Harry F. Barnes
Longtime Kenai resident Harry F. Barnes died Saturday, Dec. 23, 2006, at Central Peninsula General Hospital in Soldotna. He was 82.
A memorial service will be held at 4:30 p.m. Friday, Dec. 29, at VFW Post No. 10046, 134 Birch St. in Soldotna.
Mr. Barnes was born in Santa Monica, Calif., on July 14, 1924. He was a World War II veteran and served in the Pacific Theater. He brought his family to Alaska in 1954, during territorial days, living in the Douglas area until 1960, at which time they returned to California.
Harry returned with his family to Alaska in 1968 to work as the welding supervisor for the new Collier Carbon and Chemical Fertilizer Plant in Nikiski, now Agrium.
“He demonstrated great ability and could always be relied upon to come through with a solution to even the most difficult repair problem. When Harry retired in 1978 he began a welding school training many welders who have gone on to work throughout Alaska,” his family said.
“Harry loved life and always seemed to be full of energy and excitement about accomplishing another new idea or project. He enjoyed boating, fishing and hunting in the Alaska outdoors. He also pursued many varied hobbies, including racing cars and motorcycles, riding snowmachines, flying airplanes, operating ham radios and computer and building and flying radio control airplanes. Throughout his life, Harry owned and operated many different businesses, including a gun shop, a hobby shop and a motorcycle shop.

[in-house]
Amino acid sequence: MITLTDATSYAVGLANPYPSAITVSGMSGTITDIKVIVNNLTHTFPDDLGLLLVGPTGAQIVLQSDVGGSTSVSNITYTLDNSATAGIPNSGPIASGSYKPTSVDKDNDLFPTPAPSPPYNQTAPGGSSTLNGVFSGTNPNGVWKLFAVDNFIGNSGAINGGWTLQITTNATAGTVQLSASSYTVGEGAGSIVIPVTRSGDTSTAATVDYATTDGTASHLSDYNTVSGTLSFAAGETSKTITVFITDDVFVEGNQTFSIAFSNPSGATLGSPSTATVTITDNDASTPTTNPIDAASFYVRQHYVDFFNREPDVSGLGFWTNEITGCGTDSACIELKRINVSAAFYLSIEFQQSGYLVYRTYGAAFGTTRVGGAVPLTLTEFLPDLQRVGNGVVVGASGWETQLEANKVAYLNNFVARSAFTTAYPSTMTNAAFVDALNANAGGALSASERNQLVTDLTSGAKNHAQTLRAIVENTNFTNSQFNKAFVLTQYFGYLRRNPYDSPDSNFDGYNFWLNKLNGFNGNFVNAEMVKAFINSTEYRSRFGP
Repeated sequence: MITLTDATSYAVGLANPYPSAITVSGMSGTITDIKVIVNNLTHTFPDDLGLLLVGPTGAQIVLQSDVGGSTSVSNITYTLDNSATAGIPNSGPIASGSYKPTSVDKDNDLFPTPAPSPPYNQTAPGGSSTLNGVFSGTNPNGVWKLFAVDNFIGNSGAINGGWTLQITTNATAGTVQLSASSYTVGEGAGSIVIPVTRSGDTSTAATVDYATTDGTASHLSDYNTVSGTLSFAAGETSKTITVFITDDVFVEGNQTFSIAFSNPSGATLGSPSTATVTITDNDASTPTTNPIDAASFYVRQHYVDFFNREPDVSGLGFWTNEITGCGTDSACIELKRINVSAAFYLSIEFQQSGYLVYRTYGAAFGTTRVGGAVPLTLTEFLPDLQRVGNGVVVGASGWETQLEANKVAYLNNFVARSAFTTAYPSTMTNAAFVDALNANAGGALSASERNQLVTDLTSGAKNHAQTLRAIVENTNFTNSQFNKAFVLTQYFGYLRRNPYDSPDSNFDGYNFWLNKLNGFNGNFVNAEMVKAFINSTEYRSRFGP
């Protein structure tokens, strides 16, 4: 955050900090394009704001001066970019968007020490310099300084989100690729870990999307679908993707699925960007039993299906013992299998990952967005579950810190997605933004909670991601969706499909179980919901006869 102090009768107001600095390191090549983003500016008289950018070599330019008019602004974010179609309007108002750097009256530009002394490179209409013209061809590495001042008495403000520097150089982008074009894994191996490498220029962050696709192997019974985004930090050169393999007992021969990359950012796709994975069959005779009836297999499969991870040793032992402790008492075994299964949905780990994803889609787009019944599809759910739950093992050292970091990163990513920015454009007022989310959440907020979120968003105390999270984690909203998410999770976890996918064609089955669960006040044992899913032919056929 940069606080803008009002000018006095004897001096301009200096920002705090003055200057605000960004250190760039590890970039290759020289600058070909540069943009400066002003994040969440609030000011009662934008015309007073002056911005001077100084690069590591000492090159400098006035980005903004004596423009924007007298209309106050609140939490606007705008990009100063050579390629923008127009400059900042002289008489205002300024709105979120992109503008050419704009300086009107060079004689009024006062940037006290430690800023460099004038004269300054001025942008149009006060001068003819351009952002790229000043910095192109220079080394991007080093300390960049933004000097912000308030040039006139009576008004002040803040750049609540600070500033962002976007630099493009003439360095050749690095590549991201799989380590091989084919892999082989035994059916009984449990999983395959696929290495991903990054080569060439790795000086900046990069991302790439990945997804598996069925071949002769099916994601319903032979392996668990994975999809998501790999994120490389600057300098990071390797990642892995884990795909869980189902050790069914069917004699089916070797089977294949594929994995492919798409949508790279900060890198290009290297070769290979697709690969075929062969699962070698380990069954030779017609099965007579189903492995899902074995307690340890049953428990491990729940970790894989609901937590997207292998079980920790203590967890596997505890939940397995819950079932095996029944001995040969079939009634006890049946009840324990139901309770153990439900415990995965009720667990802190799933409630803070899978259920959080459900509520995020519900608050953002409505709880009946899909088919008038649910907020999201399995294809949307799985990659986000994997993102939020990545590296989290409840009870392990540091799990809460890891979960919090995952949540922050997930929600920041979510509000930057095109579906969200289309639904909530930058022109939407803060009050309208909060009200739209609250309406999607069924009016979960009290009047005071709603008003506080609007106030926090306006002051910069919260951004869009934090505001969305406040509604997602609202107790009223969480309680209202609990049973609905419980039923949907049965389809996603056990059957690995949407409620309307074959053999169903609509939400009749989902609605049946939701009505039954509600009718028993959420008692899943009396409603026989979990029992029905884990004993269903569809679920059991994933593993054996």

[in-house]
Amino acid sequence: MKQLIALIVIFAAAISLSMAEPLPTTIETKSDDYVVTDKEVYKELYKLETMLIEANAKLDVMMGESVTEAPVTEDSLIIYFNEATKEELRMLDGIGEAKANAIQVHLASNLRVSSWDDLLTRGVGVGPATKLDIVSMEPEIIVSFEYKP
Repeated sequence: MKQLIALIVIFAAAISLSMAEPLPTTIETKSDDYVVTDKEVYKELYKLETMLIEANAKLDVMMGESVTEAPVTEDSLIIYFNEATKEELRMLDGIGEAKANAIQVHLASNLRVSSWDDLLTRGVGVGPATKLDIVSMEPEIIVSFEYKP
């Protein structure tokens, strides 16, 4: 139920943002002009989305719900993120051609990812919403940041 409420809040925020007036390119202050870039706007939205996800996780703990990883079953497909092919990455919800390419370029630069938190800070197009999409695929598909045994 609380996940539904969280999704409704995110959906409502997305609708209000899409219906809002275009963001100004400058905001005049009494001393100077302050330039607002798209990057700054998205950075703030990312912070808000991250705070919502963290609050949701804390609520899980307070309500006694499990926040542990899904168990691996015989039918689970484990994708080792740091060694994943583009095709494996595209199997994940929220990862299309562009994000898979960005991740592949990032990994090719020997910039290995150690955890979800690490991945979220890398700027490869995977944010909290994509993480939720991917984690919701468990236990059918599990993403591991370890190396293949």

“Harry loved people and was very active in many fraternal organizations, including the Elks, VFW and was instrumental in establishing the Kenai Eagles Lodge. He loved his pets and always had a favorite dog and cat around. Harry was a friend to many people and will be missed.”
Mr. Barnes was preceded in death by his wife, Nadine Banes; and sons, Jonnie and Gary Barnes.
He is survived by his brother, Richard Barnes; sister, Lois Thorne; daughters, Nancy Haney, Debbie Anderson, Kimberly Najera, Connie Vitale, Carol Knoph and Jennie Pena; sons, Randy Barnes and Larry Knaak; and many grandchildren and great-grandchildren.
Arrangements were made by Peninsula Memorial Chapel in Kenai.
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